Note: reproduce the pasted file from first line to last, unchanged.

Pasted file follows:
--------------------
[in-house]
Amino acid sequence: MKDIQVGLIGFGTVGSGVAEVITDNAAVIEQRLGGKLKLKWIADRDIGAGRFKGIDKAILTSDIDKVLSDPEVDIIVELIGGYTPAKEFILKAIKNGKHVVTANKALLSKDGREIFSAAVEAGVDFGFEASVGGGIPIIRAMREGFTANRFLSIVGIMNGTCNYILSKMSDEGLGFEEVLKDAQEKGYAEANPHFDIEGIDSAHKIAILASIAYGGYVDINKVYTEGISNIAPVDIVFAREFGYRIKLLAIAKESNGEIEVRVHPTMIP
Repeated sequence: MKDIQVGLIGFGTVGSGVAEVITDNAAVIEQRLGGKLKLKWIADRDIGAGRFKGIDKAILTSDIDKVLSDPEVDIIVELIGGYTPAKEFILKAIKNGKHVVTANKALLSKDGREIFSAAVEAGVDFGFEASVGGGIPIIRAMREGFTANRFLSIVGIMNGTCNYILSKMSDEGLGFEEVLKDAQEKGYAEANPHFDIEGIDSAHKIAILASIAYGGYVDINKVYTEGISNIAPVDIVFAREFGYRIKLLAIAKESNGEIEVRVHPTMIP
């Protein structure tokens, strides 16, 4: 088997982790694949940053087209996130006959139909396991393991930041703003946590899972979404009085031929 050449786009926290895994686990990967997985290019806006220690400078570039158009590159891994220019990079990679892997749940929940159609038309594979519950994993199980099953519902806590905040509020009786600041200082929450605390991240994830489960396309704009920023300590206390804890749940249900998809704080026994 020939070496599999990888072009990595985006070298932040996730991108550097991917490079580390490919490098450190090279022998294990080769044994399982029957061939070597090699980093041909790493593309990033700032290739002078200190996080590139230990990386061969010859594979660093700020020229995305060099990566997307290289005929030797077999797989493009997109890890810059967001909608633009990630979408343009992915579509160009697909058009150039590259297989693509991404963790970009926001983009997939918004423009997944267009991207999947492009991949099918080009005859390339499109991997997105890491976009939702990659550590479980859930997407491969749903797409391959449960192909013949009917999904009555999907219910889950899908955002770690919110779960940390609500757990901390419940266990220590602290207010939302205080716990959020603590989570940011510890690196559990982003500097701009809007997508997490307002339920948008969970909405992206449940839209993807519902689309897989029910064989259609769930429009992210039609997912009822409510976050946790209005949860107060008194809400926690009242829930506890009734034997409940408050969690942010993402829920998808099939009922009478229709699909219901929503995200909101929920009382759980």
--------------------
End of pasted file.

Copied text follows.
[in-house]
Amino acid sequence: MKDIQVGLIGFGTVGSGVAEVITDNAAVIEQRLGGKLKLKWIADRDIGAGRFKGIDKAILTSDIDKVLSDPEVDIIVELIGGYTPAKEFILKAIKNGKHVVTANKALLSKDGREIFSAAVEAGVDFGFEASVGGGIPIIRAMREGFTANRFLSIVGIMNGTCNYILSKMSDEGLGFEEVLKDAQEKGYAEANPHFDIEGIDSAHKIAILASIAYGGYVDINKVYTEGISNIAPVDIVFAREFGYRIKLLAIAKESNGEIEVRVHPTMIP
Repeated sequence: MKDIQVGLIGFGTVGSGVAEVITDNAAVIEQRLGGKLKLKWIADRDIGAGRFKGIDKAILTSDIDKVLSDPEVDIIVELIGGYTPAKEFILKAIKNGKHVVTANKALLSKDGREIFSAAVEAGVDFGFEASVGGGIPIIRAMREGFTANRFLSIVGIMNGTCNYILSKMSDEGLGFEEVLKDAQEKGYAEANPHFDIEGIDSAHKIAILASIAYGGYVDINKVYTEGISNIAPVDIVFAREFGYRIKLLAIAKESNGEIEVRVHPTMIP
């Protein structure tokens, strides 16, 4: 088997982790694949940053087209996130006959139909396991393991930041703003946590899972979404009085031929 050449786009926290895994686990990967997985290019806006220690400078570039158009590159891994220019990079990679892997749940929940159609038309594979519950994993199980099953519902806590905040509020009786600041200082929450605390991240994830489960396309704009920023300590206390804890749940249900998809704080026994 020939070496599999990888072009990595985006070298932040996730991108550097991917490079580390490919490098450190090279022998294990080769044994399982029957061939070597090699980093041909790493593309990033700032290739002078200190996080590139230990990386061969010859594979660093700020020229995305060099990566997307290289005929030797077999797989493009997109890890810059967001909608633009990630979408343009992915579509160009697909058009150039590259297989693509991404963790970009926001983009997939918004423009997944267009991207999947492009991949099918080009005859390339499109991997997105890491976009939702990659550590479980859930997407491969749903797409391959449960192909013949009917999904009555999907219910889950899908955002770690919110779960940390609500757990901390419940266990220590602290207010939302205080716990959020603590989570940011510890690196559990982003500097701009809007997508997490307002339920948008969970909405992206449940839209993807519902689309897989029910064989259609769930429009992210039609997912009822409510976050946790209005949860107060008194809400926690009242829930506890009734034997409940408050969690942010993402829920998808099939009922009478229709699909219901929503995200909101929920009382759980």